Monday, June 22, 2015

With Greece on brink of default, hopes for a breakthrough put on hold

Greek Prime Minister Alexis Tsipras at a meeting in Brussels ahead of a Eurozone emergency summit on Greece on June 22, 2015. The European Union welcomed new proposals from Greek Prime Minister Alexis Tsipras as a "good basis for progress" to avoid bankruptcy. REUTERS/Yves Herman (Yves Herman/Reuters)

 Negotiators made progress toward an 11th-hour agreement to prevent Greece from defaulting on its debt and crashing out of the euro zone, but not enough to seal a deal on Monday at a crisis summit, officials said following talks in Brussels.
A new Greek proposal made late Sunday night was "a basis to re-start the talks and in the next couple of days to get a result," said Eurogroup President Jeroen Dijsselbloem following a meeting of European finance ministers.
But there had not been enough time to review the proposals before European leaders hold an emergency summit Monday evening that had been seen as the last chance for a breakthrough after months of deadlocked and acrimonious negotiations.
Earlier, officials on both sides had expressed optimism that a deal was within sight.
European Union economic commissioner Pierre Moscovici told Europe 1 radio that “we are moving in the right direction. We have solid ground for a deal.”
Greek Prime Minister Alexis Tsipras, upon arrival in Brussels, said it is now the “time for a substantial and viable solution that will allow Greece to come back to growth within the euro zone.”
But European finance ministers poured cold water on the idea that the vast gulf between Greece and its creditors could be bridged in a single day, suggesting it won’t be easy to reach a deal to keep Greece from defaulting on $1.7 million worth of debt owed to the International Monetary Fund at the end of the month.
European officials said Greece had sent its new proposals too late Sunday evening to reach any tangible deal Monday, and that Greece had sent different versions that contributed to confusion over its stance.
Now the talks will continue for at least several more days, meaning that Greece will remain in economic limbo.
Nonetheless, markets across Europe were clearly anticipating a successful outcome to the negotiations – if not on Monday, then sometime before the end-of-month deadline. Stock indices rose across the continent and Greek bond yields falling sharply, indications that investors see less risk than they had on Friday.
Greece’s leftist government has been locked for months in a game of chicken with its European creditors. Each side has suggested grievous harm for the other if a deal can’t be reached.
For Greece, failure of negotiations could mean an unceremonious exit from the euro zone, and potential economic cataclysm for a country already ravaged by its sky-high debt and the austerity policies prescribed as the cure.
For Europe, a Greek exit could set a dangerous precedent with consequences for other struggling economies along the continent’s southern periphery, including Italy, Portugal and Spain.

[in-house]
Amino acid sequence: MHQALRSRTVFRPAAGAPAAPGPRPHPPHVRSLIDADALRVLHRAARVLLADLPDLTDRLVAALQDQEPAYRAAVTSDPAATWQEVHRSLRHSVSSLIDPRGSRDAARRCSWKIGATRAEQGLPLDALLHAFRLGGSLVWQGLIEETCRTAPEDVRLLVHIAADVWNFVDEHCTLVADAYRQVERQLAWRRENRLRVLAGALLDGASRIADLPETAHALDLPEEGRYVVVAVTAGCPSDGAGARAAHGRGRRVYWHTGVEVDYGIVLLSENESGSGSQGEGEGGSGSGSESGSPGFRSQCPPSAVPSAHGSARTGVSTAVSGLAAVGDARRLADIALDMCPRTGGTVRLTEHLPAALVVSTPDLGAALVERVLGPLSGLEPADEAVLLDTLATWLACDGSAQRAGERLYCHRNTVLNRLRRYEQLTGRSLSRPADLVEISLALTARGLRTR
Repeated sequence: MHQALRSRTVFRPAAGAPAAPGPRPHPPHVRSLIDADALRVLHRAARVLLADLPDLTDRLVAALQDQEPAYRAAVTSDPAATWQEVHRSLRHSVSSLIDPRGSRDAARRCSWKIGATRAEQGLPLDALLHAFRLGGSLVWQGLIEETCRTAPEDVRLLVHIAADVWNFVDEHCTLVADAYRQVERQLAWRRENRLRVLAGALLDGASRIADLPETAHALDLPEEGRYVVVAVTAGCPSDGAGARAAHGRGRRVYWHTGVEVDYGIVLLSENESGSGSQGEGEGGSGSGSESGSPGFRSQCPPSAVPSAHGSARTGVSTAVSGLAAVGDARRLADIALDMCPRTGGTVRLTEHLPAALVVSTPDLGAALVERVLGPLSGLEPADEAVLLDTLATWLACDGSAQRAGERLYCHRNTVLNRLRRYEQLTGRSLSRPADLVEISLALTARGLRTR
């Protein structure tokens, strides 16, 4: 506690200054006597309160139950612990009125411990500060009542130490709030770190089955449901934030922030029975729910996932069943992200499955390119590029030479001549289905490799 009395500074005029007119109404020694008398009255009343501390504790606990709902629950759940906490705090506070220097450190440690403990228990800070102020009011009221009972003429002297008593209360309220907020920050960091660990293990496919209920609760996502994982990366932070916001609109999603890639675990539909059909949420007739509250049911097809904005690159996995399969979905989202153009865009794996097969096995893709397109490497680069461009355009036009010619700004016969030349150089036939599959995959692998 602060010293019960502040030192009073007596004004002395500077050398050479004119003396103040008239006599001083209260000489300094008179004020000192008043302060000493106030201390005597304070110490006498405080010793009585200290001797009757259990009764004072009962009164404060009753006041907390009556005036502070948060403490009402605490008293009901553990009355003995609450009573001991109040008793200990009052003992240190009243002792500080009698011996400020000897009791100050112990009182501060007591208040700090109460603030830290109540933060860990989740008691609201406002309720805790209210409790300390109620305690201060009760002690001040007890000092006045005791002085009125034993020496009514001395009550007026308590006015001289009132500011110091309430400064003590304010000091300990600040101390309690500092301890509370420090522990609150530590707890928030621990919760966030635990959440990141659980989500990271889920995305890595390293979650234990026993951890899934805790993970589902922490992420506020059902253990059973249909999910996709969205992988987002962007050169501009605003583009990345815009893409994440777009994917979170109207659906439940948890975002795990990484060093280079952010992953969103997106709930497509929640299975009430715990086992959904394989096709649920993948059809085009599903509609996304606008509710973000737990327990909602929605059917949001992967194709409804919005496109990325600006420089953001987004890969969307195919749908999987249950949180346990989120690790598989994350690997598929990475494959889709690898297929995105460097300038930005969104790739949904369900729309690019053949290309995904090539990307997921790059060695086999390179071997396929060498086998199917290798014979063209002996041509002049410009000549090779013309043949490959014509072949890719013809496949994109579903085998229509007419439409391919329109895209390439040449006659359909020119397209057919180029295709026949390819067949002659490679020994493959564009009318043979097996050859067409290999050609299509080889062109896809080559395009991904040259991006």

It could also have dangerous security implications at a time when Greece is struggling with an extraordinary influx of migrants from South Asia, Africa and the Middle East. In addition, Greece, a NATO member, has made no secret of its flirtation with Russian President Vladimir Putin as a possible alternative lender if Europe’s patience runs out.
Since his election in January, Tsipras has demanded that Europe write off some of Greece’s debt and ease up on the austerity policies implemented as a condition of the $264 billion worth of bailouts the country has received since 2010 from the IMF, the European Commission and the European Central Bank.
Europe, in turn, is asking Greece for pension cuts, labor market reforms and tax increases in order to put the country’s balance sheets on a better footing.
Greece’s leaders say such measures have already shrunk the economy by a quarter and sent unemployment above 25 percent. But they may have to accept them in order to get the funds they need to avoid a default.
No details of Greece’s latest proposals were made public on Monday. They could, however, cross previously declared “red lines” such as raising the retirement age and the value-added tax.
Greece’s economic crisis has been compounded in recent weeks by a steady exodus of cash from Greek banks, with billions of euros withdrawn last week alone. Greek banks have required several rounds of emergency loans from the European Central Bank just to stay in business, the latest coming on Monday.
There was widespread speculation Monday that any deal will be a stopgap move at best — perhaps just a six-month extension that would allow Greece to keep paying its bills this year, but set up yet another round of potentially contentious talks toward the end of 2015.
Even if Greece and Europe can come to agreement Monday, it could be hard for Greek leaders to sell the deal at home. Greece’s ruling Syriza party was elected on a pledge to end austerity, and any new austerity measures could spawn a backlash within the party’s left-wing membership and with its right-wing coalition partner.
Brian Murphy in Washington contributed to this report.

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